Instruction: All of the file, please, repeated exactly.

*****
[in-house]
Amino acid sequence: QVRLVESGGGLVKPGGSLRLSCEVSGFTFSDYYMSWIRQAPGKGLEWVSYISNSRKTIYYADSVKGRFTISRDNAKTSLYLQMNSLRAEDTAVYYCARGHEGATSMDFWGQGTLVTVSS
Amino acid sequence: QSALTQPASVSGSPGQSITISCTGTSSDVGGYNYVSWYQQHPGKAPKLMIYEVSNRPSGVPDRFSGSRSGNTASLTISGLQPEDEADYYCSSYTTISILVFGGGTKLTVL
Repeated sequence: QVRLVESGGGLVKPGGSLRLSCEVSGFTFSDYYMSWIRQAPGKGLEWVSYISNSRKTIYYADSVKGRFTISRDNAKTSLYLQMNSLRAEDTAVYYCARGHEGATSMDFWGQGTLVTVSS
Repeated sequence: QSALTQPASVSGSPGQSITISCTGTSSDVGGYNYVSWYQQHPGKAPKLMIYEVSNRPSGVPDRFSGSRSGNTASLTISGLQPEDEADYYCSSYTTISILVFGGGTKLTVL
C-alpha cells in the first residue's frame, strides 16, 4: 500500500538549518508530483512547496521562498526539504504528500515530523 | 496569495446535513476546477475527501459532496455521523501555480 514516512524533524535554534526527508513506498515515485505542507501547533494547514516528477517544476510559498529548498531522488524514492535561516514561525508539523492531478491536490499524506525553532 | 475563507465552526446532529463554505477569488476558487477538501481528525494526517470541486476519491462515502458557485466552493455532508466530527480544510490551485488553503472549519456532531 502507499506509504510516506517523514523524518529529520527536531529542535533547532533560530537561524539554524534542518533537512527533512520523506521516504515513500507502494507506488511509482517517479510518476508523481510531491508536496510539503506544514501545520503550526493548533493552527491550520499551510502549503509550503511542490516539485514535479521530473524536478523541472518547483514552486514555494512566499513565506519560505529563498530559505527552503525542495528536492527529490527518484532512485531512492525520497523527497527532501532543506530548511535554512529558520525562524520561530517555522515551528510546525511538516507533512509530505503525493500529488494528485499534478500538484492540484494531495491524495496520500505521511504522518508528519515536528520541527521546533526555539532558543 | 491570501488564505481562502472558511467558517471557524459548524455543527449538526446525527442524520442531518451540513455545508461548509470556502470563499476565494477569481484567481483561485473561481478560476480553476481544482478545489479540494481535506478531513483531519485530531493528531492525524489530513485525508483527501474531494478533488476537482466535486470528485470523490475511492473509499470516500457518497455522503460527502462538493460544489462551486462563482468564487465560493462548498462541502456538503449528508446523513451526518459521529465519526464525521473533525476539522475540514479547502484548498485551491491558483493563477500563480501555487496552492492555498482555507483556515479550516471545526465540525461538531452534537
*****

[in-house]
Amino acid sequence: QVRLVESGGGLVKPGGSLRLSCEVSGFTFSDYYMSWIRQAPGKGLEWVSYISNSRKTIYYADSVKGRFTISRDNAKTSLYLQMNSLRAEDTAVYYCARGHEGATSMDFWGQGTLVTVSS
Amino acid sequence: QSALTQPASVSGSPGQSITISCTGTSSDVGGYNYVSWYQQHPGKAPKLMIYEVSNRPSGVPDRFSGSRSGNTASLTISGLQPEDEADYYCSSYTTISILVFGGGTKLTVL
Repeated sequence: QVRLVESGGGLVKPGGSLRLSCEVSGFTFSDYYMSWIRQAPGKGLEWVSYISNSRKTIYYADSVKGRFTISRDNAKTSLYLQMNSLRAEDTAVYYCARGHEGATSMDFWGQGTLVTVSS
Repeated sequence: QSALTQPASVSGSPGQSITISCTGTSSDVGGYNYVSWYQQHPGKAPKLMIYEVSNRPSGVPDRFSGSRSGNTASLTISGLQPEDEADYYCSSYTTISILVFGGGTKLTVL
C-alpha cells in the first residue's frame, strides 16, 4: 500500500538549518508530483512547496521562498526539504504528500515530523 | 496569495446535513476546477475527501459532496455521523501555480 514516512524533524535554534526527508513506498515515485505542507501547533494547514516528477517544476510559498529548498531522488524514492535561516514561525508539523492531478491536490499524506525553532 | 475563507465552526446532529463554505477569488476558487477538501481528525494526517470541486476519491462515502458557485466552493455532508466530527480544510490551485488553503472549519456532531 502507499506509504510516506517523514523524518529529520527536531529542535533547532533560530537561524539554524534542518533537512527533512520523506521516504515513500507502494507506488511509482517517479510518476508523481510531491508536496510539503506544514501545520503550526493548533493552527491550520499551510502549503509550503511542490516539485514535479521530473524536478523541472518547483514552486514555494512566499513565506519560505529563498530559505527552503525542495528536492527529490527518484532512485531512492525520497523527497527532501532543506530548511535554512529558520525562524520561530517555522515551528510546525511538516507533512509530505503525493500529488494528485499534478500538484492540484494531495491524495496520500505521511504522518508528519515536528520541527521546533526555539532558543 | 491570501488564505481562502472558511467558517471557524459548524455543527449538526446525527442524520442531518451540513455545508461548509470556502470563499476565494477569481484567481483561485473561481478560476480553476481544482478545489479540494481535506478531513483531519485530531493528531492525524489530513485525508483527501474531494478533488476537482466535486470528485470523490475511492473509499470516500457518497455522503460527502462538493460544489462551486462563482468564487465560493462548498462541502456538503449528508446523513451526518459521529465519526464525521473533525476539522475540514479547502484548498485551491491558483493563477500563480501555487496552492492555498482555507483556515479550516471545526465540525461538531452534537